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Let's Discuss...Oncofertility
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Cancer and its treatments can damage the organs or glands in your body's sexual reproductive system. This damage sometimes affects your fertility, which is your ability to get or stay pregnant or to get someone pregnant and have a child. Oncofertility is a subfield at the intersection of oncology and reproductive medicine.

Did you know that cancer and/or cancer treatment(s) can affect fertility? How did you find this out?

What is your experience with finding oncofertility resources that are applicable to you?

What kind of information are you looking for in oncofertility resources?

11 Replies
J1f2s3
42 Posts

@Lacey_Moderator

no I wasn’t informed and like to discuss these findings

MaryAnne
15 Posts

I am 56 years old. My first cancer diagnosis was when I was 51. Granulosa cell tumor ovarian cancer. Surgical treatment required total hysterectomy including cervix and a 6 in bowel resection. Regardless, impact on fertility was not a concern for me.

KLB
16 Posts

@Lacey_Moderator

I was given a printout of side effects of the chemo I am on (folfox and now folfiri). One of them was that it could cause menopause. I have only had one period in the last several months. Luckily I already have two kids who are teenagers so I wasn't planning on trying for any more.

Lady8i8
9 Posts

I was never told. In fact at the onset they wanted to take everything out “just in case." I was just a week shy of my 25th birthday and having kids was my every dream. I didn't want to. They had case conferences and meetings about my treatment and then mostly talked at me but didn't really explain a lot.

I remember bringing my Dad in with me to an appointment because they were making me feel so uncomfortable and were pushing so hard to take everything. My Dad hated hospitals but went with me. I'll never forget him stopping the doctor in mid-lecture and saying it's HER body, and if she says no you're not having it. I never loved him more than in that moment. LOL

As it turned out, PCOS and Ovarian cancer ruined all my plans. A cyst on my other ovary (benign) had to be removed. Another later grew on the remaining ovary bit. In hindsight I probably should have let them take it out, but to hang on was to have hope to let it all go so early seemed wrong somehow.

Someone up there was looking out for me though, just a few years later I became a full-time stepmom to 3 wonderful children who have now made us grandparents. Hope is out there. It just doesn't always look like what we think it will.

WSB
9 Posts

@Lacey_Moderator

At my first big 3 hour appointment at TBCC, they did explain that and gave me an opportunity to talk about if we wanted to have any more children. We were very fortunate to have been done having children. I appreciate that conversation as my ovaries shut down after the second of my 25 radiation treatments.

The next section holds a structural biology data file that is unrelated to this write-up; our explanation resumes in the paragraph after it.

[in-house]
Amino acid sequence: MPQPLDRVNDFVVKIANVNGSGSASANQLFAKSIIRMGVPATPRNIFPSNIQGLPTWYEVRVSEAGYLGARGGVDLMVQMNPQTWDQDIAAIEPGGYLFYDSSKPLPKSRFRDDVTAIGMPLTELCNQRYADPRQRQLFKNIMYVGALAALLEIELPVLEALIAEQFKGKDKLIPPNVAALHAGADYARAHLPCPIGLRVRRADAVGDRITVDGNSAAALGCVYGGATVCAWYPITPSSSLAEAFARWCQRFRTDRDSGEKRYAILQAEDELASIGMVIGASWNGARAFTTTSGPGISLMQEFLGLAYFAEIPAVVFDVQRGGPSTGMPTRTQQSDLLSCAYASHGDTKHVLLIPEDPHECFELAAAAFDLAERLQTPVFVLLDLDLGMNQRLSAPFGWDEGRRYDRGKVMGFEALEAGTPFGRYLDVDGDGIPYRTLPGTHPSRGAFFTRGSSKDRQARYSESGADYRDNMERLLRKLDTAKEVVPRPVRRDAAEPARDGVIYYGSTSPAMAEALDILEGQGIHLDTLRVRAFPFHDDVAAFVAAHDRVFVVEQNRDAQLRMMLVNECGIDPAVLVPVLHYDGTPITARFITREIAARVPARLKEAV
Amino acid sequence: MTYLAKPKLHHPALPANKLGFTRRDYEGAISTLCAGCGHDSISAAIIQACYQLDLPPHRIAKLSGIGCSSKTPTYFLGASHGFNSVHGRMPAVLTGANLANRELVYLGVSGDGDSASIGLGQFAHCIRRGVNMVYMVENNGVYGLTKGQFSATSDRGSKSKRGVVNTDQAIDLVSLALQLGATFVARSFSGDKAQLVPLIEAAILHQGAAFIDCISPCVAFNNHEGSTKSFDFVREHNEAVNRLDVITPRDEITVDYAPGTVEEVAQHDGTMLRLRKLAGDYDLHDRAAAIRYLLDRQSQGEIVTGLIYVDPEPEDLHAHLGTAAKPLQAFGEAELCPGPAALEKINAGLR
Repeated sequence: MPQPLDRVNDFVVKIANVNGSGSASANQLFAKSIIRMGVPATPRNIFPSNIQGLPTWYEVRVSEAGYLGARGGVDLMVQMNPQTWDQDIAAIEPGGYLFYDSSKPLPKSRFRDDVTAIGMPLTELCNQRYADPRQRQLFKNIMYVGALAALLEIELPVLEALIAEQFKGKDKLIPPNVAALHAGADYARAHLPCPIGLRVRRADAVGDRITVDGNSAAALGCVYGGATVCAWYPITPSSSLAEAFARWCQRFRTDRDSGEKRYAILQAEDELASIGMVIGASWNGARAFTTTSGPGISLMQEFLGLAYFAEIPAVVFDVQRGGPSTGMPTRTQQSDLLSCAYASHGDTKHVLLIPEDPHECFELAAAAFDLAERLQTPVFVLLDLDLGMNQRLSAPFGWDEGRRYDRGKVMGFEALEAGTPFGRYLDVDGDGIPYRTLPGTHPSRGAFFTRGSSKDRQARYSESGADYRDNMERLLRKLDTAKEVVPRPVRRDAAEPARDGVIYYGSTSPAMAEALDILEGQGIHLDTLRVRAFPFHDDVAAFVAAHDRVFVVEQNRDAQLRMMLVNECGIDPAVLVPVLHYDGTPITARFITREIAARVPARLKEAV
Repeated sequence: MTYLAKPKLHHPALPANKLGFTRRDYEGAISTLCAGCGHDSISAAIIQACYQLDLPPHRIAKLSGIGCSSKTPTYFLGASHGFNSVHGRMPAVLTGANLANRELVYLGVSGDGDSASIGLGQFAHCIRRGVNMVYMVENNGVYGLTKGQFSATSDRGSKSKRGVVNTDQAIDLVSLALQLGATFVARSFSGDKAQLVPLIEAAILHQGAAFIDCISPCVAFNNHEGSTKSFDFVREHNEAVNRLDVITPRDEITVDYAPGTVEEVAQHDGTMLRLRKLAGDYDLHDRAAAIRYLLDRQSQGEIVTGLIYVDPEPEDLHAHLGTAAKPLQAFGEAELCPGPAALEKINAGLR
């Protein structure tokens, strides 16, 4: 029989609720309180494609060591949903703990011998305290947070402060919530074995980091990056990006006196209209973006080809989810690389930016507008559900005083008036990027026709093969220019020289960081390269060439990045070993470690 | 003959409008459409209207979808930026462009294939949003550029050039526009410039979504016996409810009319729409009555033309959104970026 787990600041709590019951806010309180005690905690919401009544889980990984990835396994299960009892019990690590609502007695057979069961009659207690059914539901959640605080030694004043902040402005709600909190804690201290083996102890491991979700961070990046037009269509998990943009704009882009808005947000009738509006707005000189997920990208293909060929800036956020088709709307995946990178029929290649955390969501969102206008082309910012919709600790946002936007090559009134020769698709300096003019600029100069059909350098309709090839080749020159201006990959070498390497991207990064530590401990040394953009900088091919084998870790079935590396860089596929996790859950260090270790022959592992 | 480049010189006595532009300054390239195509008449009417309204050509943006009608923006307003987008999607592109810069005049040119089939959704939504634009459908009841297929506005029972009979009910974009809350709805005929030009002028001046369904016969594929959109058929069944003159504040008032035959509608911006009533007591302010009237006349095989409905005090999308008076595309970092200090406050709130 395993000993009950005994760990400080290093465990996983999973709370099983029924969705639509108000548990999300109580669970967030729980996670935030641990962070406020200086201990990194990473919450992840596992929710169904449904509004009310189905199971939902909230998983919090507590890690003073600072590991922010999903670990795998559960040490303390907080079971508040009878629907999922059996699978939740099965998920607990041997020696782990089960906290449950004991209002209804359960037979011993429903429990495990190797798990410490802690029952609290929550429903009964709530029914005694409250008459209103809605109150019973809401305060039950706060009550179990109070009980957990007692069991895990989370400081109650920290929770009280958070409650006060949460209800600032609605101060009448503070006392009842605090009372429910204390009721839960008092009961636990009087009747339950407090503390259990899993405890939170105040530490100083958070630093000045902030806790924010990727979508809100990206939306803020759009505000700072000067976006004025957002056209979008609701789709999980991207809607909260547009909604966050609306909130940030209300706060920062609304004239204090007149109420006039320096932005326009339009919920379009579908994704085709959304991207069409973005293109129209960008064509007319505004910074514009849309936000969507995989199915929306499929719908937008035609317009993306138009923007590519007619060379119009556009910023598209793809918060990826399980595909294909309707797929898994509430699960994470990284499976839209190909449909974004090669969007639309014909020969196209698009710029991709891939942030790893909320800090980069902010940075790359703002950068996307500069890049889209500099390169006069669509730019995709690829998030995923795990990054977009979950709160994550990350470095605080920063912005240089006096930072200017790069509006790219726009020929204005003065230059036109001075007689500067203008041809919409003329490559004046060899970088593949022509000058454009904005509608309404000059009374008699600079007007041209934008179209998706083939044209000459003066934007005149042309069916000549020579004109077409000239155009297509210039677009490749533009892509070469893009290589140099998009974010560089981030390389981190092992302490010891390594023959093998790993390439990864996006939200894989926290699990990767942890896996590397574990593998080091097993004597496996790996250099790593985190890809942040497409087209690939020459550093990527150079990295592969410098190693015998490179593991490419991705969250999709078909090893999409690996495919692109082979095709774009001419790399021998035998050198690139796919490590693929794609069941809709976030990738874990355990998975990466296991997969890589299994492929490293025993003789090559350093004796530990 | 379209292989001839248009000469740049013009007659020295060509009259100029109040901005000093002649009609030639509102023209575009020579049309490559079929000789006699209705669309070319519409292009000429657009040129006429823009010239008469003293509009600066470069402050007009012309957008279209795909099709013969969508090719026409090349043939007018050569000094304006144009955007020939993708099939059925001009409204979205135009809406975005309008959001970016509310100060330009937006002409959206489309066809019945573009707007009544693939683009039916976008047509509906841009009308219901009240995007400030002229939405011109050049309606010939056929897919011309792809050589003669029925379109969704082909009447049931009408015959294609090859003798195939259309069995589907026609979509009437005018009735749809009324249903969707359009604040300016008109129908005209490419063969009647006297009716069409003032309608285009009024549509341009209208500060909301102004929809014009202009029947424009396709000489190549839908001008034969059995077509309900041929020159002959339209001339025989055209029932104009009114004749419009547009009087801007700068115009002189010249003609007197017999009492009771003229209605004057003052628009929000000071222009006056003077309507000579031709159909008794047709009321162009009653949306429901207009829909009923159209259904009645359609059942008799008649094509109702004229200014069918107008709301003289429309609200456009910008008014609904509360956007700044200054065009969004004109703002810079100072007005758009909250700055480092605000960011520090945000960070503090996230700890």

Julia92
17 Posts

@Lacey_Moderator I was very recently diagnosed with breast cancer - 5 months before our wedding, 5 months before we were going to start trying to have a baby. Needless to say I immediately went into research mode on how cancer treatments can affect fertility. There are resources out there, but it's a very daunting task to go from counting down the days till we ‘pull the goalie’ to researching how much it costs to freeze eggs, how fast it can be done, what the chances are of getting pregnant naturally post hormone or chemo therapy…

If there is any information out there that you know of I'd love for you to share! I have looked at Fertile Future and their resources mainly.

I'm very eager to get my surgery soon so they can tell me what options we're looking at specifically for treatment and we know where we stand fertility wise. I know there is never a good time for cancer, but man this feels like the worst right about now.

Thanks for starting the conversation!

Julia

Otterjam
99 Posts

I was not told anything and I had no options presented. I experienced the heartache mid way through and after treatment. Time had suddenly run out and I grieve the children I will never have. I really would have loved a supportive discussion beforehand and to learn what some options were, if any. I just wasn’t prepared to deal with everything all at once I guess. I try not to feel sorry for myself when I should feel ‘lucky’ for all I currently have. I am constantly told that things could have been a lot worse and that I am doing so great. I am trying to comply.

Otterjam
99 Posts

@Lacey_Moderator I think having as much information up front prior to treatment is important and would even suggest a reproductive professional be available as part of the wrap-around cancer team. Great conversation for sure.

@Otterjam - Thank you for sharing your thoughts on this- it is very helpful

@Julia92 - Thanks for taking the time to share.

For help finding info and resources please call our Cancer Information Helpline at 1-888-939-3333.

I'd also like to connect you with @WarriorWoman who has experience going through the process.

The Canadian Cancer Society and the Canadian branch of the Cancer Patient Education Network are doing a survey on the fertility and supportive care information needs of people living with cancer. The survey takes 20 to 30 minutes to complete and is completely confidential. Your feedback will help inform suitable patient education materials.

Survey link: https://limesurvey.pmcancereducation.ca/index.php/762411?lang=en

@Otterjam @Julia92 @WSB @Lady8i8 @KLB @MaryAnne @J1f2s3

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